I examine three central questions in this study. First, do youths from different racial and ethnic groups, residing in the same neighborhood, have differing likelihoods of arrest? Second, do youths of similar race and ethnicity who reside in different neighborhood contexts have differing likelihoods of being arrested, even given similar levels of offending? Third, then if so, which particular aspects of neighborhood environments contribute to disparities in arrest? The explanation could be that police arrest members of certain racial and ethnic groups more often because they commit more crimes, and also because certain groups tend to reside in neighborhoods where the probability of a crime leading to an arrest is higher.


Figure 1 depicts the conceptual framework that serves as a guide for answering the preceding questions. This framework presents at a high level how neighborhoods directly and indirectly influence the outcome of arrest.1

Figure 1.
Conceptual Framework

Neighborhood Structure and Social and Cultural Processes

To operationalize the framework depicted in Figure 1, I borrow from social disorganization theory (Shaw and McKay 1942) and recent work in this tradition. While the most commonly studied aspect of Shaw and McKay’s social disorganization model is the association between neighborhood structural characteristics (i.e., economic status, ethnic heterogeneity, and residential mobility) and delinquency, the part of their empirical work that serves as the foundation for discussions of racial and ethnic differences in crime is their observation that the geographic concentration of delinquency persisted in the same areas of Chicago over a 40-year period (1900–1940). This concentration of delinquency persisted despite substantial population turnover in delinquent areas, including the turnover from one ethnic group to another. This finding led Shaw and McKay to conclude that regardless of changes in the racial and ethnic composition of Chicago neighborhoods, the relative distribution of delinquency throughout the city would remain stable over time. Specifically referring to violence, Sampson and Wilson (1995:41) built upon these arguments set forth by Shaw and McKay, arguing, “[T]he sources of violent crime appear to be remarkably invariant across race and rooted instead in the structural differences among communities, cities, and states in economic and family organization.”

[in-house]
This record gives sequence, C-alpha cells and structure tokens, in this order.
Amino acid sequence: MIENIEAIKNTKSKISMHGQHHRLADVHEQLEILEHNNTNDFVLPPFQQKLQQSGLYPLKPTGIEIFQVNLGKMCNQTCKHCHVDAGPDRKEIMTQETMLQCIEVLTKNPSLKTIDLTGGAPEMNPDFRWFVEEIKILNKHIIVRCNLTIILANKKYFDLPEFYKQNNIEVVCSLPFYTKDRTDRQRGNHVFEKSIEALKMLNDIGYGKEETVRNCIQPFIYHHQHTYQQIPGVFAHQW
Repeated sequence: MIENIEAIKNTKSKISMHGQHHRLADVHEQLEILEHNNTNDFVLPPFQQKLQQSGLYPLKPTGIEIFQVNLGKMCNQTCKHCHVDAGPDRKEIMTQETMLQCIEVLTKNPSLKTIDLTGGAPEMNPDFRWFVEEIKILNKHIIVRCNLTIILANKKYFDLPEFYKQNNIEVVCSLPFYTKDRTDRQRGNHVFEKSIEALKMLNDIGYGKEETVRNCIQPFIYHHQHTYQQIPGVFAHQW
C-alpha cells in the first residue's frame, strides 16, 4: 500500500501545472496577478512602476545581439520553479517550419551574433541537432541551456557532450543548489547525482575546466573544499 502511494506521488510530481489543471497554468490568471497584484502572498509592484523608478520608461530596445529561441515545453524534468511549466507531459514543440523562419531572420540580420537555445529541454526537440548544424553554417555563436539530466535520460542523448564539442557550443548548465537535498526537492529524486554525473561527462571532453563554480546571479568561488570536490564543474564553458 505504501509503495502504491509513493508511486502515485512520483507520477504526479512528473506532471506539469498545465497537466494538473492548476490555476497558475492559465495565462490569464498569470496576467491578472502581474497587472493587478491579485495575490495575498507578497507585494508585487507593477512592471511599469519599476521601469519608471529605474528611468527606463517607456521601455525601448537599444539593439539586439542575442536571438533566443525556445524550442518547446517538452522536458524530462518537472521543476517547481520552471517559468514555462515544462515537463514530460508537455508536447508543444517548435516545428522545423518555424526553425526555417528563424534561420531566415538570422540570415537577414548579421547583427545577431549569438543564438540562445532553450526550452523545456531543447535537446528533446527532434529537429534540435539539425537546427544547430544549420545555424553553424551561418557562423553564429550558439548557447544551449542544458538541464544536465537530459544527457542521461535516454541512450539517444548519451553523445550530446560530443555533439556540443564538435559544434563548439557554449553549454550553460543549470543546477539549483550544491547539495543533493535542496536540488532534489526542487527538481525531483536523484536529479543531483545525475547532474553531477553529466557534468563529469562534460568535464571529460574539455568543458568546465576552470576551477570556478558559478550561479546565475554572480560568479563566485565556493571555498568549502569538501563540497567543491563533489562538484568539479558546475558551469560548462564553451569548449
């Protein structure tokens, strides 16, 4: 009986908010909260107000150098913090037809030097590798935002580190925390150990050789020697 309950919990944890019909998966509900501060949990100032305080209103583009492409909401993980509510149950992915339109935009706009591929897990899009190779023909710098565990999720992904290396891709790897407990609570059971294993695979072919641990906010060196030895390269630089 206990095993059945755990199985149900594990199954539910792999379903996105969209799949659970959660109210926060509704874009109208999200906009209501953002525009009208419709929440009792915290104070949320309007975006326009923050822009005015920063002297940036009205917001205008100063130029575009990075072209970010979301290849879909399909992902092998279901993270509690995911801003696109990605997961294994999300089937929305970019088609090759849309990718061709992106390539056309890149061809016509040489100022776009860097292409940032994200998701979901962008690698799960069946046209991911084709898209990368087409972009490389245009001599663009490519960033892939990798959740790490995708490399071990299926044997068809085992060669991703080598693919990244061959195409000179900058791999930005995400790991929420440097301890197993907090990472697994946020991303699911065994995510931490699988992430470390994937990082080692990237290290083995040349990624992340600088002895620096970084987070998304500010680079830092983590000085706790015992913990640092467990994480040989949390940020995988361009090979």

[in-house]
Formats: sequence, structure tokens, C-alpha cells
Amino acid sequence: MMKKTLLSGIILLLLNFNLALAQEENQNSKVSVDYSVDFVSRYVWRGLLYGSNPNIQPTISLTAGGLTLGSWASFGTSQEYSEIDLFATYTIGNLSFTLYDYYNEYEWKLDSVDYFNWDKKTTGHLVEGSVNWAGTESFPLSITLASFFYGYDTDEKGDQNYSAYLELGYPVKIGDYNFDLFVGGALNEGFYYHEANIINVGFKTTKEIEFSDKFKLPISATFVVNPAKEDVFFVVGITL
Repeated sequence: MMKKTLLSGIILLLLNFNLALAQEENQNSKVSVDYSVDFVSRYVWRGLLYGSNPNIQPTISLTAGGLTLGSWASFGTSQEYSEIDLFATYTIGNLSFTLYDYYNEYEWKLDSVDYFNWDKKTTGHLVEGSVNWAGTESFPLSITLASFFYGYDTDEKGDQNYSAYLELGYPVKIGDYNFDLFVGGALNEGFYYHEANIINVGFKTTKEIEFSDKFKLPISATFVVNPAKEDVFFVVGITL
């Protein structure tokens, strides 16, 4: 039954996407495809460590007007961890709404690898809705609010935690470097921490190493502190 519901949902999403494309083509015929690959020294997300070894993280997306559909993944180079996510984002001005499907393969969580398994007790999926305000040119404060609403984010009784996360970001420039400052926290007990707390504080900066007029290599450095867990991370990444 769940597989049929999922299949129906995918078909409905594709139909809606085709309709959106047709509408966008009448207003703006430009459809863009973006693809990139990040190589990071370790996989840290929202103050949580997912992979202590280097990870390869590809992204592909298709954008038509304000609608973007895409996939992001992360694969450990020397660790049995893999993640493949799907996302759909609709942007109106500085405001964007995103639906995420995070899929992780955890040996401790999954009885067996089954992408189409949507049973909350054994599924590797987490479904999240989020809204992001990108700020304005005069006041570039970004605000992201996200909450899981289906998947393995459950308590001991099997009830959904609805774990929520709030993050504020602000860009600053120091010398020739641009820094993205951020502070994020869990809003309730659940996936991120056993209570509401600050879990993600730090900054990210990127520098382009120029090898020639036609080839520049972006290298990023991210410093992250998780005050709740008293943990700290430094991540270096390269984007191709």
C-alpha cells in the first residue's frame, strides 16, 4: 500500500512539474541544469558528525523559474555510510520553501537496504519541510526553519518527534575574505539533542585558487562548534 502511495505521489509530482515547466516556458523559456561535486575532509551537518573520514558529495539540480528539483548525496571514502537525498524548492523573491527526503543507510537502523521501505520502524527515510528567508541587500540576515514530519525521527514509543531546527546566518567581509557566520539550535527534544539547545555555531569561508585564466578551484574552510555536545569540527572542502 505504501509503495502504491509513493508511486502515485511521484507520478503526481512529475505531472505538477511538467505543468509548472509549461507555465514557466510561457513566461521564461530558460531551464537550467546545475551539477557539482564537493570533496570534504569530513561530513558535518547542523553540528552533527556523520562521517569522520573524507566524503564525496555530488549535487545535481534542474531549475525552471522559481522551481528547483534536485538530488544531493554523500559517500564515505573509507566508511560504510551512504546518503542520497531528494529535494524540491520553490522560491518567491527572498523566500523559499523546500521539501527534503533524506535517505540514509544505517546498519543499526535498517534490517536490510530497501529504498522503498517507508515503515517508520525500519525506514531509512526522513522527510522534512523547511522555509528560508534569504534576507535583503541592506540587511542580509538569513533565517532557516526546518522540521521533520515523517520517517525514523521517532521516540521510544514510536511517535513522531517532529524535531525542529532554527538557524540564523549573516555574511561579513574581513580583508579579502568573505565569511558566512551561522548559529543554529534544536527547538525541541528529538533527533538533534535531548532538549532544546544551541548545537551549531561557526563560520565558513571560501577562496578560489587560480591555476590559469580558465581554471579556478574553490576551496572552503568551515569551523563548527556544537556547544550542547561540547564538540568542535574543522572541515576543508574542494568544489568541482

In a recent review of the literature concerning race, ethnicity, and crime, Peterson and Krivo (2005) called for research on neighborhood mechanisms and social processes that explain why structural features (such as poverty) are associated with crime and why certain social groups are more likely to engage in crime. One mechanism of importance in the social disorganization model is social control, including variants such as collective efficacy. According to Sampson, Raudenbush, and Earls (1997), neighborhood poverty and disadvantage undermine the capacity of residents and families to engage in the social control of criminal behavior.